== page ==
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Torah in the MouthWriting and Oral Tradition in Palestinian Judaism, 200 BCE - 400 CE$
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Martin S. Jaffee

Print publication date: 2001

Print ISBN-13: 9780195140675

Published to Oxford Scholarship Online: November 2003

DOI: 10.1093/0195140672.001.0001

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Composing the Tannaitic Oral‐Literary Tradition

Composing the Tannaitic Oral‐Literary Tradition

Chapter:
(p.100) 6 Composing the Tannaitic Oral‐Literary Tradition
Source:
Torah in the Mouth
Author(s):

Martin S. Jaffee (Contributor Webpage)

Publisher:
Oxford University Press
DOI:10.1093/0195140672.003.0007

While rabbinic texts represent halakhic tradition as a tradition transmitted by word of mouth, the surviving texts show many signs of having been composed in their extant form with the use of writing. The present chapter offers some examples of the interpenetration of oral traditional elements and written compositional elements in the shaping of early rabbinic texts, such as the Mishnah in particular. The focus is on materials that employ classic oral genres such as narrative and song (in Mishnah Tamid), complex lists (Mishnah Eruvin), and sophisticated mnemonic codes (Mishnah Pesahim). The chapter concludes with an attempt to reconstruct an oral‐performative narrative that informs parallel written accounts of the red heifer ritual as described in Mishnah Parah and Tosefta Parah.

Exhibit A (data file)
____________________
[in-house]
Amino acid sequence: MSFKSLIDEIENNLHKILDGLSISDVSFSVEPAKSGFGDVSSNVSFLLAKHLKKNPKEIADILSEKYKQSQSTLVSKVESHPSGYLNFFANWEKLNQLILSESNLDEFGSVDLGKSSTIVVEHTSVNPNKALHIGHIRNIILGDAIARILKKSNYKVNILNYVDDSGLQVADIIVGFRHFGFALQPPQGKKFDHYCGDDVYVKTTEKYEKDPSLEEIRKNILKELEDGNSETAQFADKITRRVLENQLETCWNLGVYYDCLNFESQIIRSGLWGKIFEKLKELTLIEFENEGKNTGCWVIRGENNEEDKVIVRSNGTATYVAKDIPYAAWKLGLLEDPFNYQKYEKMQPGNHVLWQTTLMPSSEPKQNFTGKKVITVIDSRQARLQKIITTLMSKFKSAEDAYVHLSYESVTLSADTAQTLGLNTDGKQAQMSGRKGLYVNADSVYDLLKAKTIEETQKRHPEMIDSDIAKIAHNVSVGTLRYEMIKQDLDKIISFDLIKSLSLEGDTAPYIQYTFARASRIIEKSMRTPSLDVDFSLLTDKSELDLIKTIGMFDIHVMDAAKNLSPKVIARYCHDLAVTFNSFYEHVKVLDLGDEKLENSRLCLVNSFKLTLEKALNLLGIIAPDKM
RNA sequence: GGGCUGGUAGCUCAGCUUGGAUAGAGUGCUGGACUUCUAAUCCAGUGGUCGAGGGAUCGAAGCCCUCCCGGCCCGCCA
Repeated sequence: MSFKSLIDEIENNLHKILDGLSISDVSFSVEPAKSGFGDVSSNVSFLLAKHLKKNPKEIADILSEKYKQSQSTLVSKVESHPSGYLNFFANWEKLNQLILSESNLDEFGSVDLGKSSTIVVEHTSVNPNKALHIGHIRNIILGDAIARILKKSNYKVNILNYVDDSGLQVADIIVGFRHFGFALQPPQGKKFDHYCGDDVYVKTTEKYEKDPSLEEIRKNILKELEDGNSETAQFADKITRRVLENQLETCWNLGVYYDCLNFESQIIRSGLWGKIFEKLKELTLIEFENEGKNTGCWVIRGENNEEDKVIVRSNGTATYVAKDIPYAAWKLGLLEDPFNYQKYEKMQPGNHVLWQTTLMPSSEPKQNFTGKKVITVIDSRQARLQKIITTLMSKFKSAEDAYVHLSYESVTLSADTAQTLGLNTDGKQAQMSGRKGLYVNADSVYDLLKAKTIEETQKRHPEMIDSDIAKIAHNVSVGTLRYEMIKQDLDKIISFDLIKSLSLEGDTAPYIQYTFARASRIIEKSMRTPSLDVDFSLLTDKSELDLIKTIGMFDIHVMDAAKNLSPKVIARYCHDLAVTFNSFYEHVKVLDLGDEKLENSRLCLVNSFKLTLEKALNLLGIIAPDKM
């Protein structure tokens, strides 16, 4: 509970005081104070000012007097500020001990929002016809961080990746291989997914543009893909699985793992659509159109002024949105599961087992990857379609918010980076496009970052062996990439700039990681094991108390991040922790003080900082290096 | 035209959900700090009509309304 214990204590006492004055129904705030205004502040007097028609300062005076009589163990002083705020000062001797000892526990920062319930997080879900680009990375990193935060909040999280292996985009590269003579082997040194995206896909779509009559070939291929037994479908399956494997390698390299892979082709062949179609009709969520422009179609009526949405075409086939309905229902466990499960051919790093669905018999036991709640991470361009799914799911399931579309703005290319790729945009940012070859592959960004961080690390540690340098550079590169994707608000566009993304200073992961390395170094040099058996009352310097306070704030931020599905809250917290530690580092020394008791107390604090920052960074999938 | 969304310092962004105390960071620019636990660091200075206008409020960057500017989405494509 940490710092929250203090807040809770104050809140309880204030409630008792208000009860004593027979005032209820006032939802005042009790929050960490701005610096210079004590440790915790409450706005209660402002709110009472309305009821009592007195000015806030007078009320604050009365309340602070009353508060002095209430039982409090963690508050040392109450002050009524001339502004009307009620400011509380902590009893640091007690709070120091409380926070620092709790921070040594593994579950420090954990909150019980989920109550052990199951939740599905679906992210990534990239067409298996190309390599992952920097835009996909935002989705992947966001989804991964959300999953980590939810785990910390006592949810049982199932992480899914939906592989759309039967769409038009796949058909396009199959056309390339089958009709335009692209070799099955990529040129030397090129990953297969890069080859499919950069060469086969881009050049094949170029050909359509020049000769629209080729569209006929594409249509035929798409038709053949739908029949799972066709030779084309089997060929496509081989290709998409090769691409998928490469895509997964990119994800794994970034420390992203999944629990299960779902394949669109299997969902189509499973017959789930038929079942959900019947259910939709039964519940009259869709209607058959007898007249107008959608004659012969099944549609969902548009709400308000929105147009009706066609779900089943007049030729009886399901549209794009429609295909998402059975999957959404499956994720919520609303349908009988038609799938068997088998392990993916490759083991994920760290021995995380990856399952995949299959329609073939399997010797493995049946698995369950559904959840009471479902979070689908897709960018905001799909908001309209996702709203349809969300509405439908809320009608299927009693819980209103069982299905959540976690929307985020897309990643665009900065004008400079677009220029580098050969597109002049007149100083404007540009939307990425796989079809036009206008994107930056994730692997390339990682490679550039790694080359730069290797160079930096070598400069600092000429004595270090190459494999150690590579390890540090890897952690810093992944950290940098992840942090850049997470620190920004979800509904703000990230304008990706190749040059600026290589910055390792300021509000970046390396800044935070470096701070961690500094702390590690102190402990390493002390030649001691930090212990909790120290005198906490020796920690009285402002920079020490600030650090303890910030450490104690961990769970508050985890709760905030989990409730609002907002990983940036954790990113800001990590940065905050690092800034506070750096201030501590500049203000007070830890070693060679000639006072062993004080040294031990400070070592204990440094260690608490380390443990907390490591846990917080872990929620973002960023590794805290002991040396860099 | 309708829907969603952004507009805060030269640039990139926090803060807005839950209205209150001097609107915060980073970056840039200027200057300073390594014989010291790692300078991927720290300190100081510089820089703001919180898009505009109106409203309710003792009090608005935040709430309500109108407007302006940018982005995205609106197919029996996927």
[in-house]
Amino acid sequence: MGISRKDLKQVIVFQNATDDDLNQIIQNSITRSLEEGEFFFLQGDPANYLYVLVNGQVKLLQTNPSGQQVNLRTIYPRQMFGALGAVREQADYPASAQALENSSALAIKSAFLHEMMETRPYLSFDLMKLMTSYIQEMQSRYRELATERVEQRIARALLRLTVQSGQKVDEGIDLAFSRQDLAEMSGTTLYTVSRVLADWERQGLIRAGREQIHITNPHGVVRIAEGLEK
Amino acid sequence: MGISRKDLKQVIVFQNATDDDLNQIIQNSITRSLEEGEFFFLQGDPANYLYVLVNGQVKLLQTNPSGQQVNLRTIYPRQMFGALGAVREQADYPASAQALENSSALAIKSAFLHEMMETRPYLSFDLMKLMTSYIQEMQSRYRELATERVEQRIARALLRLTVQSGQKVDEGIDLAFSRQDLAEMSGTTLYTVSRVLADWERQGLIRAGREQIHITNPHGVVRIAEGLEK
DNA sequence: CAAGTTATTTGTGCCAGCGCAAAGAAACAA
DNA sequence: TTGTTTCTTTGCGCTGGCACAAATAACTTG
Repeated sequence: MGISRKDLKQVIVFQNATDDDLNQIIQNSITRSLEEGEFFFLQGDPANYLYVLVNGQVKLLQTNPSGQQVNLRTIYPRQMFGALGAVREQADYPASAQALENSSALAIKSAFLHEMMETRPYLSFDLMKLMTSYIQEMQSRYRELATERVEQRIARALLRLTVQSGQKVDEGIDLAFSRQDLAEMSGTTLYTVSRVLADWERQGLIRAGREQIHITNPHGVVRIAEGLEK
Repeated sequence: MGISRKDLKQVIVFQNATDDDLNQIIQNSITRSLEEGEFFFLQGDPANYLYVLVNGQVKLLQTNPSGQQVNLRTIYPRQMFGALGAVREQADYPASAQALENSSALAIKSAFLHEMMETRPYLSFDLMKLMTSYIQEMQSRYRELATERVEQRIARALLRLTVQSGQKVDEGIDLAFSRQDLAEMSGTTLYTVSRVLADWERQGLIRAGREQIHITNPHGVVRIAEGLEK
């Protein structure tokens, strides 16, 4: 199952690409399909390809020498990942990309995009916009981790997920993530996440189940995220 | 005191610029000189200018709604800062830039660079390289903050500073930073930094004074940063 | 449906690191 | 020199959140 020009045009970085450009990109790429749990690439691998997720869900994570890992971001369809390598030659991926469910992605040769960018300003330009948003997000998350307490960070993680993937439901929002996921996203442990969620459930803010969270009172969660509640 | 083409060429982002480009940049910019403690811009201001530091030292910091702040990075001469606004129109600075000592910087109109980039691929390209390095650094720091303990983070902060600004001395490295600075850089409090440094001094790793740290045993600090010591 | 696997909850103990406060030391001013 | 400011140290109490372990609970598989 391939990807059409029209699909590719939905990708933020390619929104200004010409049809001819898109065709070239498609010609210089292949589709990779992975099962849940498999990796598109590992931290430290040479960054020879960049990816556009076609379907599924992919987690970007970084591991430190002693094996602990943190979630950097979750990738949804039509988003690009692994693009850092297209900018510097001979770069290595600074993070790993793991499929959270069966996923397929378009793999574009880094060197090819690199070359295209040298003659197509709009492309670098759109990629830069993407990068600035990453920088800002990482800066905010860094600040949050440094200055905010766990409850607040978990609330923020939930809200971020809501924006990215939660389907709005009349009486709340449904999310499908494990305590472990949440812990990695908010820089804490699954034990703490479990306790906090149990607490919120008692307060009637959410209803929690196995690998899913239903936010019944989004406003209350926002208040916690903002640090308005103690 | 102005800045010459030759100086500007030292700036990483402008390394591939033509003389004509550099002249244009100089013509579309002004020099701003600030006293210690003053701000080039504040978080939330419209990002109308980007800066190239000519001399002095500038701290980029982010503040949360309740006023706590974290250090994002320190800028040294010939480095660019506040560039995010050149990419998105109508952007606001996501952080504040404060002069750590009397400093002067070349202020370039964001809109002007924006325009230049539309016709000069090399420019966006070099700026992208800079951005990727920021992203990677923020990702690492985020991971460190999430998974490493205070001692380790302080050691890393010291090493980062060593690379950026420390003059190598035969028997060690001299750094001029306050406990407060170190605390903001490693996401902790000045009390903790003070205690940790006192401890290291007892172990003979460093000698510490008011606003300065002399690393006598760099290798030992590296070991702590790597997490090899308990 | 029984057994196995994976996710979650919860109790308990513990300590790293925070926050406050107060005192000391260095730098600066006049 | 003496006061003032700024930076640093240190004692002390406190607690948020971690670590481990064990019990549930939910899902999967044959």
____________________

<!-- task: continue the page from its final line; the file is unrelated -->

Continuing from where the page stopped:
Keywords:   interpenetration of oral and written tradition, lists, Mishnah Eruvin, Mishnah Parah, Mishnah Pesahim, Mishnah Tamid, Mnemonic codes, narrative, song, Tosefta Parah

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